Tip Tuesday Round Up: Remedies, rest and rejuvenation4 min read

by | Oct 25, 2016 | Tips | 0 comments

A weekly round up of writing advice and inspiration

Each patient’s illness is a narrative – symptoms as the beginning, diagnosis as the ending – and a middle that weaves a coherent and irresistible path between the two. This aptitude for narration is essential to those doctors who go on to write, but it’s a moot point whether medical training actually endows it.”

A fascinating blog in The Guardian blog last week takes a look at the surprising connection between writing and doctoring, and concludes that medicine can be great training for writing fiction.


Writing, whether going well or not, is a heck of a lot of time in your own head. And, whilst your own head is no doubt home to some beautiful, wonderful things, it can also be a very scary and unhealthy place to spend all your time. Writing is inherently solitary, so you won’t necessarily have people around to notice if you’re not coping well.”

In the run up to NaNoWriMo, we’re all preparing to push ourselves to the brink, but Jenny advises you to stop, take a breath, and think about some self-care planning while you’re at it.


Often, obligations form a secret conspiracy with a writer’s fear to keep that writer from writing. The logic goes like this: I’ve already invested such time, energy, brain, or sweat today into [INSERT OBLIGATION HERE] that I’m totally justified in just chillin’ like McMillan and not feeding my need to write.” Justified, yes. Happy, no. Why? Because that need needs to be fed and it won’t shut up when it’s hungry.”

Writer Unboxed provides a call-to-arms for the writer with too many excuses, and tries to advise on a sensible life-write balance.


The idea that a book, or film for that matter, stimulates extreme emotions is constantly deployed as a promotional tool. Terrifying, hair-raising, profoundly upsetting, painfully tender, heartbreaking, devastating, shocking, are all standard fare in dust-jacket blurbs and newspaper reviews; it is as if the reader were an ectoplasm in need of powerful injections of adrenaline. Anything that disturbs us, arouses us, unsettles us, is unconditionally positive.”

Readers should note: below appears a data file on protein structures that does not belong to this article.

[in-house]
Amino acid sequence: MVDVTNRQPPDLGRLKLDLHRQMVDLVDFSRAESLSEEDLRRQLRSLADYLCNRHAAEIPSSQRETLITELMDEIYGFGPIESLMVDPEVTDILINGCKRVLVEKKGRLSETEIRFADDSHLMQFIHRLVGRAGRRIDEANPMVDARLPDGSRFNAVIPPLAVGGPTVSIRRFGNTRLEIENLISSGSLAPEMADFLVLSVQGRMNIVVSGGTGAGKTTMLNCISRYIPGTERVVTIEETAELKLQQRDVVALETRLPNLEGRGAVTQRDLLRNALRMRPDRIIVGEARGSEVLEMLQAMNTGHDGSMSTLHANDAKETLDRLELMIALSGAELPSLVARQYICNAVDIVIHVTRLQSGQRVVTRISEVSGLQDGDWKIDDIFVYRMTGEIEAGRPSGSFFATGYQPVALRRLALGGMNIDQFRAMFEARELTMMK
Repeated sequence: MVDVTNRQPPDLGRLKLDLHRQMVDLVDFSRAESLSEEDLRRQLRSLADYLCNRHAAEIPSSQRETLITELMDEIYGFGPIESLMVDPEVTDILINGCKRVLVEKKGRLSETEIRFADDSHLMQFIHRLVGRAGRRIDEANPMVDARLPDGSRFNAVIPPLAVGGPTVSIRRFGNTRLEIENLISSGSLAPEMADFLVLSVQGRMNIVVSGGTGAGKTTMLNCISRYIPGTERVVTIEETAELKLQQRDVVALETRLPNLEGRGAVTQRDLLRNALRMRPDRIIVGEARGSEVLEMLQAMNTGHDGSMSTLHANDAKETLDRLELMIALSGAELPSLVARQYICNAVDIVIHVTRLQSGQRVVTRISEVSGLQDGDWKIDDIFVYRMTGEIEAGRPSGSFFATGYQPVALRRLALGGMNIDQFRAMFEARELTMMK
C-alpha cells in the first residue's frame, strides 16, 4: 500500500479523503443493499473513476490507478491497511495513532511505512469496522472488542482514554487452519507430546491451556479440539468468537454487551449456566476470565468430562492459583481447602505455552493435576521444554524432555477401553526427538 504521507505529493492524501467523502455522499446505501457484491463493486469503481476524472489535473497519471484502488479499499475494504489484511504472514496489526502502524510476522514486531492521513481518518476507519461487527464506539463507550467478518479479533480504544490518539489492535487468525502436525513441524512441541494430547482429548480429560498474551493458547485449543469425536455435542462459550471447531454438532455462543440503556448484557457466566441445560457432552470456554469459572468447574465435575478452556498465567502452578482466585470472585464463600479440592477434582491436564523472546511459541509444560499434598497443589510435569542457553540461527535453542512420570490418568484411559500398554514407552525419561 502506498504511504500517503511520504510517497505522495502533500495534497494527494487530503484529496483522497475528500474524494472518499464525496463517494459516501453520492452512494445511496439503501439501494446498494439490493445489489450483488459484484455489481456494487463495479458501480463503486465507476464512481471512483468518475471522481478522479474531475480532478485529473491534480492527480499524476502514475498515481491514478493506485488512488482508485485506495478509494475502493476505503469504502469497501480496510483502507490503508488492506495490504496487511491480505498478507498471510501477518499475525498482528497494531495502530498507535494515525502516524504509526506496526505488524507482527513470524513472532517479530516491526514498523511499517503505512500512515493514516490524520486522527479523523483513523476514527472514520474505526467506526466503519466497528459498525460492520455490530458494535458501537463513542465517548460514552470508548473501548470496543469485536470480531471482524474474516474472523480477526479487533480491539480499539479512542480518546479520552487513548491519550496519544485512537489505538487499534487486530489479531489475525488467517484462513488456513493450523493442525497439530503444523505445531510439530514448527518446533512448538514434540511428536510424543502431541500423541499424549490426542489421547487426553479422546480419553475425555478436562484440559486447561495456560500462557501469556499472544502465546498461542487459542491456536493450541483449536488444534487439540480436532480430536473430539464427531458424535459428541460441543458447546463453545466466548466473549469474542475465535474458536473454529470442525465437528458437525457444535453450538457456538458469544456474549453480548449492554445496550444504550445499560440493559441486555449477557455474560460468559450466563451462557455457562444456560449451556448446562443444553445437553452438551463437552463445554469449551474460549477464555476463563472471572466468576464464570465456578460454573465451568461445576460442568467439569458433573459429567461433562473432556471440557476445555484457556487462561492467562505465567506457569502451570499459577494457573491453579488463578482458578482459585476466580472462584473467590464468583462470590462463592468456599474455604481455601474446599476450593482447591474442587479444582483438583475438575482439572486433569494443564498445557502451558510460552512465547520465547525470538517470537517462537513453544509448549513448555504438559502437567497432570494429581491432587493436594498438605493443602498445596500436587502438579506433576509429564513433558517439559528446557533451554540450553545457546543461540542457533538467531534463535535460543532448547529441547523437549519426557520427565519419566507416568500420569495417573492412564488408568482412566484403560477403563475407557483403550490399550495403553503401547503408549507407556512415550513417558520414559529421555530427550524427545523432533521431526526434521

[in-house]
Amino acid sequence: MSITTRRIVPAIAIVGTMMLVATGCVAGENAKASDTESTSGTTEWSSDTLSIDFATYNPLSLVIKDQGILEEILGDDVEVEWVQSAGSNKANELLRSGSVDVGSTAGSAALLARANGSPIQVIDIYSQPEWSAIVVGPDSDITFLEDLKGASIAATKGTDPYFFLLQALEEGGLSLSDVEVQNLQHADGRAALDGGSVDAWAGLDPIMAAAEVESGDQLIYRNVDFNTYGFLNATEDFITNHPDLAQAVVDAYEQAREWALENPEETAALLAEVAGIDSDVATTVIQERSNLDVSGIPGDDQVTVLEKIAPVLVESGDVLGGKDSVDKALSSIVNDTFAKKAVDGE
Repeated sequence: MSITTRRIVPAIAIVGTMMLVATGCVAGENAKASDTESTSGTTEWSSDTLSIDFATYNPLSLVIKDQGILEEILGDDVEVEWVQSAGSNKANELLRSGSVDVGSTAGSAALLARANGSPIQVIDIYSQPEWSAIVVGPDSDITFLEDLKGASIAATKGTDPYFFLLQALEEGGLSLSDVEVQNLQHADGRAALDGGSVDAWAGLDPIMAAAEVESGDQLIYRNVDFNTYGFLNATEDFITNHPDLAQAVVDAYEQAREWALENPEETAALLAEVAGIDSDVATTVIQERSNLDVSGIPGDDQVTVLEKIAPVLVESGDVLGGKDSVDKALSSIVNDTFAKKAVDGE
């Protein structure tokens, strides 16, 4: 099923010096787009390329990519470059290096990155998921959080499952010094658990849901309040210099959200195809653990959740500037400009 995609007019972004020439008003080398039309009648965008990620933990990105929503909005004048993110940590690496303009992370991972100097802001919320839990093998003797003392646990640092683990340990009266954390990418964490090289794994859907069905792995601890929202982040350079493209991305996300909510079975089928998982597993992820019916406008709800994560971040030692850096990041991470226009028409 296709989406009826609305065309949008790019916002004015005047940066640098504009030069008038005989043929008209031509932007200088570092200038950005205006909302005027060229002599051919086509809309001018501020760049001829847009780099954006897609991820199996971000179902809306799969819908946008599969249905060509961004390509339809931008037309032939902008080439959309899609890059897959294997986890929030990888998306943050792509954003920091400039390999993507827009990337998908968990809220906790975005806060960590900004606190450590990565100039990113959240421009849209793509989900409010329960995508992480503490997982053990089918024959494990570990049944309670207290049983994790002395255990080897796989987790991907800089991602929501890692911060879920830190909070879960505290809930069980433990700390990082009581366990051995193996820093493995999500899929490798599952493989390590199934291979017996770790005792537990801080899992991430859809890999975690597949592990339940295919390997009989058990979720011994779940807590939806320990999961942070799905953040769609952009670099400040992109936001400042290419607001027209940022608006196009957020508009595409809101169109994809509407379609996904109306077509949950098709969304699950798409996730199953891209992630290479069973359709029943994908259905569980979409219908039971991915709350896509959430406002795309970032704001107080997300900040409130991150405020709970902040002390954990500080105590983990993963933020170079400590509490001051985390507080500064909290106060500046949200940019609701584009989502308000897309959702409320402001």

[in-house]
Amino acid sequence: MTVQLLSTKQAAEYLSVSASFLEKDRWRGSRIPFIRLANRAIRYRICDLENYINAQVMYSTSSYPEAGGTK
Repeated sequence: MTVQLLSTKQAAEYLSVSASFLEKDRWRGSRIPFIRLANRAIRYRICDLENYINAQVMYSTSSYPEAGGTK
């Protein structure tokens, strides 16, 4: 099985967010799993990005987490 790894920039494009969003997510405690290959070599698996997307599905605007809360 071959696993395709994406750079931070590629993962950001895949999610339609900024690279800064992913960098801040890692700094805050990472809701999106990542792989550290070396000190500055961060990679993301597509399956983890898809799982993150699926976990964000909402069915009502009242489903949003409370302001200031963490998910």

A fascinating piece in The New York Times asks whether novels should aim for the heart or the head, and whether we should contemplate why we want to grab the reader before we decided how to grab the reader.


Because we have that acceptance of technology as being a miracle worker, it means that it takes the place of the supernatural in our stories. So if, back in the ’50s, if you were writing these stories it would have been the monkey’s paw or aliens come down, someone finds a magic whistle or whatever, but now you can just have an app.”

With the new series of Black Mirror climbing from strength to strength, it’s not surprising that everyone is rushing to pick screenwriter Charlie Brooker’s brain for secrets. In this AV Club interview Brooker discusses how technology affects his storytelling, how he balances the ending of an episode, but above all, how he injects hope into nightmares.


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